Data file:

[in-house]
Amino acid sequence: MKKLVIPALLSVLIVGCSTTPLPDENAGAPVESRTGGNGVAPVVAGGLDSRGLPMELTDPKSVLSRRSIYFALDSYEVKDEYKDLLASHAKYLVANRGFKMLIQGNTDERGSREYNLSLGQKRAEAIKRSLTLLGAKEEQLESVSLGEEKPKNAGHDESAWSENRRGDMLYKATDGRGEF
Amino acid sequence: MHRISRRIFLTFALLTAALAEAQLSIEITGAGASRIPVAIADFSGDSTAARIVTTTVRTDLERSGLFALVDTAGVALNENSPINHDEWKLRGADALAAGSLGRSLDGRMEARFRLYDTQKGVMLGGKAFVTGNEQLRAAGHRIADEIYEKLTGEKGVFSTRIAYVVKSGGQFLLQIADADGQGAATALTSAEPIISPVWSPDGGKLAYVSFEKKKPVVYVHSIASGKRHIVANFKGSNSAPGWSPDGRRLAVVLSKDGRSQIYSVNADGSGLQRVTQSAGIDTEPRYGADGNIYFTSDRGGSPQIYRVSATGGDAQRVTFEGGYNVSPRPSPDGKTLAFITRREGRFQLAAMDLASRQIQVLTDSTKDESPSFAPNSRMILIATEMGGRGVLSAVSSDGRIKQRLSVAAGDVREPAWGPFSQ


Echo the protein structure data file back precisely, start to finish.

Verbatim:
[in-house]
Amino acid sequence: MKKLVIPALLSVLIVGCSTTPLPDENAGAPVESRTGGNGVAPVVAGGLDSRGLPMELTDPKSVLSRRSIYFALDSYEVKDEYKDLLASHAKYLVANRGFKMLIQGNTDERGSREYNLSLGQKRAEAIKRSLTLLGAKEEQLESVSLGEEKPKNAGHDESAWSENRRGDMLYKATDGRGEF
Amino acid sequence: MHRISRRIFLTFALLTAALAEAQLSIEITGAGASRIPVAIADFSGDSTAARIVTTTVRTDLERSGLFALVDTAGVALNENSPINHDEWKLRGADALAAGSLGRSLDGRMEARFRLYDTQKGVMLGGKAFVTGNEQLRAAGHRIADEIYEKLTGEKGVFSTRIAYVVKSGGQFLLQIADADGQGAATALTSAEPIISPVWSPDGGKLAYVSFEKKKPVVYVHSIASGKRHIVANFKGSNSAPGWSPDGRRLAVVLSKDGRSQIYSVNADGSGLQRVTQSAGIDTEPRYGADGNIYFTSDRGGSPQIYRVSATGGDAQRVTFEGGYNVSPRPSPDGKTLAFITRREGRFQLAAMDLASRQIQVLTDSTKDESPSFAPNSRMILIATEMGGRGVLSAVSSDGRIKQRLSVAAGDVREPAWGPFSQ